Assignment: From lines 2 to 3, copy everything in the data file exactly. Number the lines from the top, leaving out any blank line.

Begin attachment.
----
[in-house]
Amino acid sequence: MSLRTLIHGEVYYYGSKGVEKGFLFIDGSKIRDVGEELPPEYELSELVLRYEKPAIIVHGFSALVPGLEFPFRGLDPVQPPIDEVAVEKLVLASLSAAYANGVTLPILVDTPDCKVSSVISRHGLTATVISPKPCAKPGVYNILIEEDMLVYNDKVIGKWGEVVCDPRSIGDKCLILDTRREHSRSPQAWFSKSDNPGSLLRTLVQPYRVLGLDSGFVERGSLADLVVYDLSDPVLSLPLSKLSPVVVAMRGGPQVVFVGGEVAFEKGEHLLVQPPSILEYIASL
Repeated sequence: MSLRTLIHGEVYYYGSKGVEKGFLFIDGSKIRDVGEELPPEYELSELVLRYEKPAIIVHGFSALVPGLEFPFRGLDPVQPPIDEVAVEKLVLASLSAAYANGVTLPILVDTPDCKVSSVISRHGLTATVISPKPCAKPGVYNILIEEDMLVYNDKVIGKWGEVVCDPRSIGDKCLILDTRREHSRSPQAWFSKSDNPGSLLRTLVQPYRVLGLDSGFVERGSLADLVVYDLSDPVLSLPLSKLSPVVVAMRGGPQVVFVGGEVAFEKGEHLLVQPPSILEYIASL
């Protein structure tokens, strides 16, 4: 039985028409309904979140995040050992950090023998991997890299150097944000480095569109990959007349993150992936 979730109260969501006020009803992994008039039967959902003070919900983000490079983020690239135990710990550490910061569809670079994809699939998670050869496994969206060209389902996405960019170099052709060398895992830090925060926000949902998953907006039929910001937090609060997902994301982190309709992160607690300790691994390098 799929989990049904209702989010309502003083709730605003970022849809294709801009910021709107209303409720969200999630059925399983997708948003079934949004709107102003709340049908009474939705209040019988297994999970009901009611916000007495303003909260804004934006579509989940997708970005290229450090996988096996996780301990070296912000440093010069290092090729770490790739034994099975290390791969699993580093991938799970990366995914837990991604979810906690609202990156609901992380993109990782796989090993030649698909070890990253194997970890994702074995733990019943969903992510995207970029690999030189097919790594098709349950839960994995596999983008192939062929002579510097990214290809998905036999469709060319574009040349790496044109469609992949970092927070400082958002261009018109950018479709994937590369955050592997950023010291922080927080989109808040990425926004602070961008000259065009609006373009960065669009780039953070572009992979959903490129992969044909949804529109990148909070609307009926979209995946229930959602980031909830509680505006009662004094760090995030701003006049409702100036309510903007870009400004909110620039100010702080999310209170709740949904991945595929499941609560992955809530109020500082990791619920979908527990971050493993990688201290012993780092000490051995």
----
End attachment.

Amino acid sequence: MSLRTLIHGEVYYYGSKGVEKGFLFIDGSKIRDVGEELPPEYELSELVLRYEKPAIIVHGFSALVPGLEFPFRGLDPVQPPIDEVAVEKLVLASLSAAYANGVTLPILVDTPDCKVSSVISRHGLTATVISPKPCAKPGVYNILIEEDMLVYNDKVIGKWGEVVCDPRSIGDKCLILDTRREHSRSPQAWFSKSDNPGSLLRTLVQPYRVLGLDSGFVERGSLADLVVYDLSDPVLSLPLSKLSPVVVAMRGGPQVVFVGGEVAFEKGEHLLVQPPSILEYIASL
Repeated sequence: MSLRTLIHGEVYYYGSKGVEKGFLFIDGSKIRDVGEELPPEYELSELVLRYEKPAIIVHGFSALVPGLEFPFRGLDPVQPPIDEVAVEKLVLASLSAAYANGVTLPILVDTPDCKVSSVISRHGLTATVISPKPCAKPGVYNILIEEDMLVYNDKVIGKWGEVVCDPRSIGDKCLILDTRREHSRSPQAWFSKSDNPGSLLRTLVQPYRVLGLDSGFVERGSLADLVVYDLSDPVLSLPLSKLSPVVVAMRGGPQVVFVGGEVAFEKGEHLLVQPPSILEYIASL